NBC had sent off broadcast flags thus causing Vista Media Center users to not be able to record TV episodes of “American Gladiators” and “Medium” on Monday night.
After these reports surfaced around the internet, The Electronic Frontier Foundation (EFF) announced that the same exact thing was happening to over-the-air (OTA) programming, something it had not seen before.
One individual report shows a man attempting to record TV shows from NBC’s Raleigh affiliate, WNCN HD, and having an alert tell him “the broadcaster has disabled recording of the programming.” The man was recording from an antenna signal and EFF confided that it was the first it had ever heard of OTA programming being restricted.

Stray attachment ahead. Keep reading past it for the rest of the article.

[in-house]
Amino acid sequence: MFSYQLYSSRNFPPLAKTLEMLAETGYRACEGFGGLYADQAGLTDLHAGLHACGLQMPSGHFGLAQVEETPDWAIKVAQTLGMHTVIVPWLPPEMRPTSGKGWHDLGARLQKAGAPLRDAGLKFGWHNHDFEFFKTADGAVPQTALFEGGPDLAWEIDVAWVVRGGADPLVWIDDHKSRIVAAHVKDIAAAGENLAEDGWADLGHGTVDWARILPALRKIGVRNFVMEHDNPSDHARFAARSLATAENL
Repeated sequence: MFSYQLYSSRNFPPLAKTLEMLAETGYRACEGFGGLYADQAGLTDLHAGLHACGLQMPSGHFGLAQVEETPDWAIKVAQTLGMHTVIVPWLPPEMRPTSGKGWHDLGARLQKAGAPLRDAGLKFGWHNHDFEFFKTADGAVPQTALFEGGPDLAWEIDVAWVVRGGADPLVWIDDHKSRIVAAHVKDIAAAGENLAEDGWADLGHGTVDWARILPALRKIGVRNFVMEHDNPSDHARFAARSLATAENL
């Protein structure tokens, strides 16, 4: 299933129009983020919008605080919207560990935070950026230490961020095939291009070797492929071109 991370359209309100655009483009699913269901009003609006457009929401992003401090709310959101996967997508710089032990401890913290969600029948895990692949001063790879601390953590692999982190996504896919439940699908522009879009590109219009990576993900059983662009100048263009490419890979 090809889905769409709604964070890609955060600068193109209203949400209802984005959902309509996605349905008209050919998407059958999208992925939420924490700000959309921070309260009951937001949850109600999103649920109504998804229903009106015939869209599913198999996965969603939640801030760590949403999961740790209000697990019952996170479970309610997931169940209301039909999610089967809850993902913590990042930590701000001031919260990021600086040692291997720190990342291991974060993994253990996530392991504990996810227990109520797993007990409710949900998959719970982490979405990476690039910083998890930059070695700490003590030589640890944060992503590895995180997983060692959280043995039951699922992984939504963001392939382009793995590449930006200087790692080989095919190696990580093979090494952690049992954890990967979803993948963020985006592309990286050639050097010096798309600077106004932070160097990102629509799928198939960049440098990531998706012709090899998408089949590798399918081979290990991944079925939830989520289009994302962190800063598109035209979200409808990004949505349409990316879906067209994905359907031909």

Broadcast flags, which come part of the upcoming 2009 DTV standard, were challenged in court two years ago by the EFF and the court ruled in favor saying “that using the flags to restrict copying was not appropriate”. The law was subsequently thrown out. The panel of judges said the FCC did not have the authority to enforce a law of that nature, which is a clear violation of fair use laws.
The EFF then added that Microsoft was voluntarily adopting broadcast flags into its software, as other similar programs now ignore them and have no trouble recording programming even if it is flagged.
“If it is a deliberate ‘feature,’ they have some explaining to do,” EFF international outreach coordinator Danny O’Brien said. “That would amount to putting the desires of content holders above the best interests of its customers.”